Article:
Those tired rice-paper shoji screens aren’t your only option for creating division within an open space. Inspired by the classic tabletop ant farm, this design is nearly all the fun of the living variety, plus you can sleep nights knowing there won’t be any escapees.
Remove 1 side of the protective plastic sheeting from 1 piece of plexiglass.
Lay the plexi on the floor, exposed side up, over newspaper.
Start by creating a horizon line, about 14" from the top edge of the 3' end of the plexi.
To mask the horizon line and tunnels, tear the masking tape in half lengthwise, and working in sections, use only the torn edge for the template lines.
From the horizon line, create your network of tunnels, roughly 2" in width, by either using this design as your guide, or creating your own.
Tape off one 2½" border along the 3 edges of the plexi below your horizon line.
NOTE: To cut plexiglass, score a deep line, using a straightedge. Sandwich the plexiglass between an straight board (like a 2X4) and a table with the scored line about 1/2" away from the edge of the table, and clamp it in place. Put on your safety goggles. With even pressure and a quick downward motion, snap the plexiglass along the line.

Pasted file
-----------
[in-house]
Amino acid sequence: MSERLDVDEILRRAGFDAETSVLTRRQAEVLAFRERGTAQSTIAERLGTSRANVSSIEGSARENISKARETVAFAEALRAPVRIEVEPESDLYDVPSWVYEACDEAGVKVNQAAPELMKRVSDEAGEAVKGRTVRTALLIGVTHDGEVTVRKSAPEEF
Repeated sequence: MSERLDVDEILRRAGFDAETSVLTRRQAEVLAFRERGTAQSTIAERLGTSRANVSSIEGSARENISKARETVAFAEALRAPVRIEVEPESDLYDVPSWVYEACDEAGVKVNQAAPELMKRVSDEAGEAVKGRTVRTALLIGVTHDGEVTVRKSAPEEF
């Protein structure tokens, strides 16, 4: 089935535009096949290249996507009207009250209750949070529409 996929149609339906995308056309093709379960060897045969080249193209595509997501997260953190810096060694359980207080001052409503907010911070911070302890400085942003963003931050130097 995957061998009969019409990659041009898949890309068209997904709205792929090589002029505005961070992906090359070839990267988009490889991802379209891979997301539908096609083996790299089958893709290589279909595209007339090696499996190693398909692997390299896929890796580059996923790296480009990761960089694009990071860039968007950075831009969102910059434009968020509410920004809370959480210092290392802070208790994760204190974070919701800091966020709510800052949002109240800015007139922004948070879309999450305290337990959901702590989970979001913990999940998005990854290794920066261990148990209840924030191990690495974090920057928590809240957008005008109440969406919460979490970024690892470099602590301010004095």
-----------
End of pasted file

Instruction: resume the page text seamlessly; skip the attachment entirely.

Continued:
Once the paint is dry, scan the ant silhouettes provided here to a maximum height just short of 2"(144 pixels).
Print. To get more ant action, flip the scans horizontally and print again, using mirrored images to give your ants more variety.
Lay a plexi sheet over the newspaper, painted side up, and position the printed ants underneath it, inside the tunnels and along the horizon. (Don't overcrowd — it looks nicer if you allow ample space between ants.)
With the fine-tipped paintbrush, trace-paint over the ant template using black acrylic paint. Dry.
Repeat the process on the second sheet of plexi, placing ants in the vacant spaces left on the first sheet.
The purpose here is to give your ants three-dimensional appeal, without overlapping ant images on top of one another.